by Marshall Shepherd
The Royal Swedish Academy of Sciences announced that two climate scientists would share in the Nobel Prize in Physics this year. Syukuro “Suki” Manabe (Princeton University) and Klaus Hasselmann (Max Planck Institute for Meteorology) were recognized, according to the official press release, “for the physical modelling of Earth’s climate, quantifying variability and reliably predicting global warming.” While the significance of this honor is obvious, there are three reasons why two climate scientists winning a Nobel Prize in Physics matters in 2021.
The first reason is that if this was a baseball game, the Nobel Prize in Physics would be pitching a shutout. John Knox, my colleague at the University of Georgia, posted on social media a list of names that anyone in meteorology should immediately recognize:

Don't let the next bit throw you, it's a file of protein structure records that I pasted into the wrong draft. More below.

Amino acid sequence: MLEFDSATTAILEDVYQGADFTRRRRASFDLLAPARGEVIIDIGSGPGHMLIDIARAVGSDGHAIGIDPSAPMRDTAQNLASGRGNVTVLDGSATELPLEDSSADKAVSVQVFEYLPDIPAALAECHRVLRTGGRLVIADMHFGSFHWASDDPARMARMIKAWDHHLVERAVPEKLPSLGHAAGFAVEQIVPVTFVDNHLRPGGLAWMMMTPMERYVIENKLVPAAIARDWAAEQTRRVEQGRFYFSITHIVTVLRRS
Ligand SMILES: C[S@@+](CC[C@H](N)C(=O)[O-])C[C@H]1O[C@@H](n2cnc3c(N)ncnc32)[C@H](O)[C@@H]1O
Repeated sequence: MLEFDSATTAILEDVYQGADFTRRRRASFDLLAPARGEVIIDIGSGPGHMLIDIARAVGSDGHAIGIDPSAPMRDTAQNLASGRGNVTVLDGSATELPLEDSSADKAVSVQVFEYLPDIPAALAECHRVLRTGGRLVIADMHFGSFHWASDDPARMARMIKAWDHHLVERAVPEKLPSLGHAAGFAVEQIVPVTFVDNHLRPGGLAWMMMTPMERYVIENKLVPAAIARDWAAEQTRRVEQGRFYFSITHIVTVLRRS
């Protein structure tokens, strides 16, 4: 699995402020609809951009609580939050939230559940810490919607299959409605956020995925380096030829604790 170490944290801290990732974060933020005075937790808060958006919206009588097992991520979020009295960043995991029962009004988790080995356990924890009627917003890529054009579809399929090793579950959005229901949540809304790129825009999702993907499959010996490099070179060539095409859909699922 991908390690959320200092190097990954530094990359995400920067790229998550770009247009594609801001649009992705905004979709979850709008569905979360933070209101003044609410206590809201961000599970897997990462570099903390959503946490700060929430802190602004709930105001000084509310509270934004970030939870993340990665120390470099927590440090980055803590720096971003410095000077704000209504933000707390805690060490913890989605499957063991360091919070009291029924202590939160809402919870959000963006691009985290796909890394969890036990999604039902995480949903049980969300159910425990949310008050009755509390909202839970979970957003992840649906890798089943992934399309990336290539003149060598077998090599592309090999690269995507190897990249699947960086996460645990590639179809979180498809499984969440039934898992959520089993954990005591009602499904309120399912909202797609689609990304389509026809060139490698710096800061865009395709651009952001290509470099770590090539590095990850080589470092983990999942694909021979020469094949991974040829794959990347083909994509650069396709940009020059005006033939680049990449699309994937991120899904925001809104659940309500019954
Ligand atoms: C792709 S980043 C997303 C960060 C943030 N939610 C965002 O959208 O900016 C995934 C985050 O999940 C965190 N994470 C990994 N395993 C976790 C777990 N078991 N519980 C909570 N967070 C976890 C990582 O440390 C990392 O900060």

- Vilhelm Bjerknes – Considered by many as the father of modern meteorology and one of the leaders of Bergen School of meteorology.
- Jule Charney – Blazed a path for modern numerical solutions for motion in the atmosphere.
- Carl-Gustaf Rossby – Discovered the waves in atmospheric dynamics that literally are named after him.
- Jacob Bjerknes – Co-discovered (as a teen) cold and warm fronts and later in his career contributed foundational knowledge on El Nino.
- Edward Lorenz – Advanced the concept of modern chaos theory and important groundwork for modern numerical weather prediction.
Professor Knox, a recipient of the prestigious American Meteorological Society’s Edward N. Lorenz Teaching Excellence Award, noted that these giants (and that may be an understatement) of atmospheric sciences never received the Nobel Prize but certainly should have been in the conversation. According to the Nobel Prize organization, Jacob and Vilhelm Bjerknes were nominated for the physics award.